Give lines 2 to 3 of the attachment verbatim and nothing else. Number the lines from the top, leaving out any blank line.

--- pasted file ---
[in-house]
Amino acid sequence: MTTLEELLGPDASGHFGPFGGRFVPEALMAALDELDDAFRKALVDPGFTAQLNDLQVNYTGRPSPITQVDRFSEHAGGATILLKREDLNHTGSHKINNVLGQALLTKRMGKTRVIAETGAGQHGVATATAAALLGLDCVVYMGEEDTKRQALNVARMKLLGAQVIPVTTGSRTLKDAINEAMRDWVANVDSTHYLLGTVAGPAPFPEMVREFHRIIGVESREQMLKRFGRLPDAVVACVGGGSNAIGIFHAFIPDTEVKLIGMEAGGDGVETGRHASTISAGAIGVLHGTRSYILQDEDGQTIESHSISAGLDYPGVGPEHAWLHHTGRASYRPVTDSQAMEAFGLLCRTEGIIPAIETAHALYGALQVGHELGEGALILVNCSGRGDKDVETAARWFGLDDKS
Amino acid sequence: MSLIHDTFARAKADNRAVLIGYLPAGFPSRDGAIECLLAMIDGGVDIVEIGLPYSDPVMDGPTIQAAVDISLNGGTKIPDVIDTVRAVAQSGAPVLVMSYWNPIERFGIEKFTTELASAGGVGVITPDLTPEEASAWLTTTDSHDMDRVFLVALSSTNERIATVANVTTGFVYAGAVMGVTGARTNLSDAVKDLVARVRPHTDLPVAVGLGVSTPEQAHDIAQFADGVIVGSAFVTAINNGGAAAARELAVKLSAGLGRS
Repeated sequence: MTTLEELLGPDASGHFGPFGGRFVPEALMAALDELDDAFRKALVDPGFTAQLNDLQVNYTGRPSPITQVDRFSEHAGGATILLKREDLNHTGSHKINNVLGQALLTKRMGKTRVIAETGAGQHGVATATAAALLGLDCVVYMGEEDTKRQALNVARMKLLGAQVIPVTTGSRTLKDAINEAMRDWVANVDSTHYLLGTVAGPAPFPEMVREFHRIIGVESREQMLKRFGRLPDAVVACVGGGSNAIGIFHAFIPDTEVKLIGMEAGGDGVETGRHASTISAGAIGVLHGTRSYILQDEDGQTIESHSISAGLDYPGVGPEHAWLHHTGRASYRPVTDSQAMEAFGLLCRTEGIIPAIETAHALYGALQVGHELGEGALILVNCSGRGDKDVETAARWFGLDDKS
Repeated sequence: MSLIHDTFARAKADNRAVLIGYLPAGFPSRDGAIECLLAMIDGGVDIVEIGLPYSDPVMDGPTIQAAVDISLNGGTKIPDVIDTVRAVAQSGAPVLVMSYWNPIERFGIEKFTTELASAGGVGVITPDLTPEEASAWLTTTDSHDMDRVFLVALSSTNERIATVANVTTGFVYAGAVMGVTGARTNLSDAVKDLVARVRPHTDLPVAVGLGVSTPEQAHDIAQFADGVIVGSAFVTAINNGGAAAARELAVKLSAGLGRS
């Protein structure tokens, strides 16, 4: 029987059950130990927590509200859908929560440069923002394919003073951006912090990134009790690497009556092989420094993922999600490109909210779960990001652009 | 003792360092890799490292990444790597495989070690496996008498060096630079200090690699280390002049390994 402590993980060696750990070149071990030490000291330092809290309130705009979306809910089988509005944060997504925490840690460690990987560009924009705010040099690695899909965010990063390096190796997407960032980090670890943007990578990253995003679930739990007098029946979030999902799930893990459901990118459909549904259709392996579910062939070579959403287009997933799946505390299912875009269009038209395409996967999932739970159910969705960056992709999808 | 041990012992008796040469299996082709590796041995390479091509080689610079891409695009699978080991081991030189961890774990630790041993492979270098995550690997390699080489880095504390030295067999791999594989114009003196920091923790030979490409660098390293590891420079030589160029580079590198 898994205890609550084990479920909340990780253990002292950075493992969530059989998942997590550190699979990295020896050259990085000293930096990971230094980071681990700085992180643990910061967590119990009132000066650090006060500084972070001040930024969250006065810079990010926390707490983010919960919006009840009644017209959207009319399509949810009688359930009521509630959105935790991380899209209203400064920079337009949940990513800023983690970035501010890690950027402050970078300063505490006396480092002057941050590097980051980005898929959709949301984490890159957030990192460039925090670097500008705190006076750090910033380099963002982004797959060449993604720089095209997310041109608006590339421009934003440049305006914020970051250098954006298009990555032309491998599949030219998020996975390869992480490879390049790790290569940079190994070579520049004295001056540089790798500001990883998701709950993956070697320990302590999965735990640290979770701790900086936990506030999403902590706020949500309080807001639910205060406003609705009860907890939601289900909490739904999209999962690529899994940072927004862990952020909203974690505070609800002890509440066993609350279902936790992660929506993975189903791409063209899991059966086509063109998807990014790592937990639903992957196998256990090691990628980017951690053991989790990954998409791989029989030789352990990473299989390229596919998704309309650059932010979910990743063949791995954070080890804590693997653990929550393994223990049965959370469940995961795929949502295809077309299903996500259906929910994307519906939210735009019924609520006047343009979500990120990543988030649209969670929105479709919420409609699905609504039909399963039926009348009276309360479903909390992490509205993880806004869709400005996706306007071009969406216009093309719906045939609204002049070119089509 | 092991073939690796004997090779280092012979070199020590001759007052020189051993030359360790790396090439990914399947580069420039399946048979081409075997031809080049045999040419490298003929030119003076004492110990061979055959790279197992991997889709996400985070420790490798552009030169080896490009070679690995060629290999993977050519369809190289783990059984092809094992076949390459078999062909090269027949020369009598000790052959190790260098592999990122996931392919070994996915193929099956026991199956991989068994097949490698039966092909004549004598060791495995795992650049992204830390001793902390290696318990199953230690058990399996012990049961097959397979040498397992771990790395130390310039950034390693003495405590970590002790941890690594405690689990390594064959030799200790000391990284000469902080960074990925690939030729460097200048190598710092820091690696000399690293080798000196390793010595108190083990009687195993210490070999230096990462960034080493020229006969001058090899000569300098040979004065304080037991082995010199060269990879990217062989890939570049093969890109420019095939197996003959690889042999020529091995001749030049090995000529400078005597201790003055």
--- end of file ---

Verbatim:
Amino acid sequence: MTTLEELLGPDASGHFGPFGGRFVPEALMAALDELDDAFRKALVDPGFTAQLNDLQVNYTGRPSPITQVDRFSEHAGGATILLKREDLNHTGSHKINNVLGQALLTKRMGKTRVIAETGAGQHGVATATAAALLGLDCVVYMGEEDTKRQALNVARMKLLGAQVIPVTTGSRTLKDAINEAMRDWVANVDSTHYLLGTVAGPAPFPEMVREFHRIIGVESREQMLKRFGRLPDAVVACVGGGSNAIGIFHAFIPDTEVKLIGMEAGGDGVETGRHASTISAGAIGVLHGTRSYILQDEDGQTIESHSISAGLDYPGVGPEHAWLHHTGRASYRPVTDSQAMEAFGLLCRTEGIIPAIETAHALYGALQVGHELGEGALILVNCSGRGDKDVETAARWFGLDDKS
Amino acid sequence: MSLIHDTFARAKADNRAVLIGYLPAGFPSRDGAIECLLAMIDGGVDIVEIGLPYSDPVMDGPTIQAAVDISLNGGTKIPDVIDTVRAVAQSGAPVLVMSYWNPIERFGIEKFTTELASAGGVGVITPDLTPEEASAWLTTTDSHDMDRVFLVALSSTNERIATVANVTTGFVYAGAVMGVTGARTNLSDAVKDLVARVRPHTDLPVAVGLGVSTPEQAHDIAQFADGVIVGSAFVTAINNGGAAAARELAVKLSAGLGRS